Every now and then, you'll see a story explaining that the dates stamped on food don't really mean much -- that most of them are voluntary and aren't really related to health and safety.
The reason for all the confusion is that there have never been any binding rules for most types of expiration dates, so manufacturers have been playing it by ear. That's about to stop, and consumer advocates say it will help Americans save money by not throwing out perfectly edible food. It should also relieve the pressure on landfills.
Perhaps surprisingly, the new standardization isn't the result of new government regulations. Instead, the two leading grocery trade groups, the Food Marketing Institute and the Grocery Manufacturers Association, have come up with a set of voluntary standards that manufacturers and grocers will be encouraged to adopt.
“Our product code dating initiative is the latest example of how retailers and manufacturers are stepping up to help consumers and to reduce food waste,” said Pamela G. Bailey, GMA president and CEO, in a press release describing the new standards.
The new standards replace the current thicket of different date labels with two: "Use By" and "Best if Used By."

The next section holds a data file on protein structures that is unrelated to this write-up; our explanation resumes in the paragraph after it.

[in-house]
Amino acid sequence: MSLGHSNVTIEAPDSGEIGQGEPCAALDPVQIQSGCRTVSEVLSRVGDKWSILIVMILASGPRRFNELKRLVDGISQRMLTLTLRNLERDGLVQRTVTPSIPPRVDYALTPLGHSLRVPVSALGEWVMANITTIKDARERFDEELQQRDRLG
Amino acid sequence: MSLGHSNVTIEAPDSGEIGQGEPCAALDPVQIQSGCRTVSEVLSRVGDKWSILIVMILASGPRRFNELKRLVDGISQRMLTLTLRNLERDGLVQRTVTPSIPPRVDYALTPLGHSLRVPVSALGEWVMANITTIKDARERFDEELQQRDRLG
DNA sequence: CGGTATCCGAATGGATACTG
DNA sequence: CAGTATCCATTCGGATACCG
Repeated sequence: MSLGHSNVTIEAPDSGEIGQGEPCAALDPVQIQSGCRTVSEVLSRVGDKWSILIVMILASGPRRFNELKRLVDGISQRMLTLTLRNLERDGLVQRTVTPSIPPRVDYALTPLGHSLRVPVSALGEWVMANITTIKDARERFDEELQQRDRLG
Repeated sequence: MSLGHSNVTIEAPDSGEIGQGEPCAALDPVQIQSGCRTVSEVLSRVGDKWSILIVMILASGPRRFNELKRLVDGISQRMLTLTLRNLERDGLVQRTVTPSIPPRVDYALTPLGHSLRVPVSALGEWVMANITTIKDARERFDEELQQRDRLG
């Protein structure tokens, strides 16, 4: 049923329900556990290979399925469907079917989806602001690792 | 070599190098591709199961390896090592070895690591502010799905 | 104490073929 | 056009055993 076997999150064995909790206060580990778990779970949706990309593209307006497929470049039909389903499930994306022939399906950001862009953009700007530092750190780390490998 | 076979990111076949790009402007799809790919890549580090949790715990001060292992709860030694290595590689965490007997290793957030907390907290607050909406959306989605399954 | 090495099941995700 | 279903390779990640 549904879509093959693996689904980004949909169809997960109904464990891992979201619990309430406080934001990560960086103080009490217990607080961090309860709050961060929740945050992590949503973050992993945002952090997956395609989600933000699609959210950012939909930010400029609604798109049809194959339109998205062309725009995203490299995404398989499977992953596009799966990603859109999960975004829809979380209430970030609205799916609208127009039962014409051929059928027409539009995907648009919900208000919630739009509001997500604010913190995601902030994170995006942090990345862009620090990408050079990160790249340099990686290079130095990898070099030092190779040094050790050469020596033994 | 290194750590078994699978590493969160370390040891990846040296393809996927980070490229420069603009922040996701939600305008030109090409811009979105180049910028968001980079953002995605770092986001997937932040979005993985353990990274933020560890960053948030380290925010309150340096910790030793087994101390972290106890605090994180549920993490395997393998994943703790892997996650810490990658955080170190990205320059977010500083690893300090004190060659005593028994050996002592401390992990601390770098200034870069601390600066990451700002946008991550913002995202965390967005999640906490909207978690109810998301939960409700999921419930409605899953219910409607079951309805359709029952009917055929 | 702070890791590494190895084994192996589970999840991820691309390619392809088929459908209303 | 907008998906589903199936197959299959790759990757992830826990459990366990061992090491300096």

What's the difference?
- "Use By" will be a safety warning, cautioning that perishable food may not be fit to eat after a certain date;
- "Best if Used By" is a subjective prediction of when a packaged food may start to taste a bit stale, but it is not a safety warning.
Both the U.S. Department of Agriculture and independent health and consumer groups have been urging such action for years.
“I think it’s huge. It’s just an enormous step,” said Emily Broad-Leib, the director of Harvard’s Food Law and Policy Clinic, in a recent Washington Post report. “It’s still a first step — but it’s very significant.”
“Clarifying and standardizing date label language is one of the most cost effective ways that we can reduce the 40 percent of food that goes to waste each year in the United States,” Broad-Leib said, adding that the new standards will help consumers "make better decisions and reduce needless waste of food and money."
You won't see the changes immediately. July 2018 is the official deadline and since the new standards are voluntary, not everyone will follow them. But major grocers, including Walmart, say they plan to get in line.
It's also possible that the new industry standards may form the basis for federal legislation at some point, though in the current deregulatory climate, it doesn't seem likely that will happen anytime soon.